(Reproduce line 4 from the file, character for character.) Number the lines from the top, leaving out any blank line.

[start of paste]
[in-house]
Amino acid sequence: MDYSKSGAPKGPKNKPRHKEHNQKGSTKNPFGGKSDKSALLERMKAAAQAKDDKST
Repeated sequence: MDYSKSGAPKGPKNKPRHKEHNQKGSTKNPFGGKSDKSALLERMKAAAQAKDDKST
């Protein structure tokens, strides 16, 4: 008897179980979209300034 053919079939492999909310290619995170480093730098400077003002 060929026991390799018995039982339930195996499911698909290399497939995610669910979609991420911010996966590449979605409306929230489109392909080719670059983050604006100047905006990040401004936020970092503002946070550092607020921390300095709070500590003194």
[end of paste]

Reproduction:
């Protein structure tokens, strides 16, 4: 008897179980979209300034 053919079939492999909310290619995170480093730098400077003002 060929026991390799018995039982339930195996499911698909290399497939995610669910979609991420911010996966590449979605409306929230489109392909080719670059983050604006100047905006990040401004936020970092503002946070550092607020921390300095709070500590003194």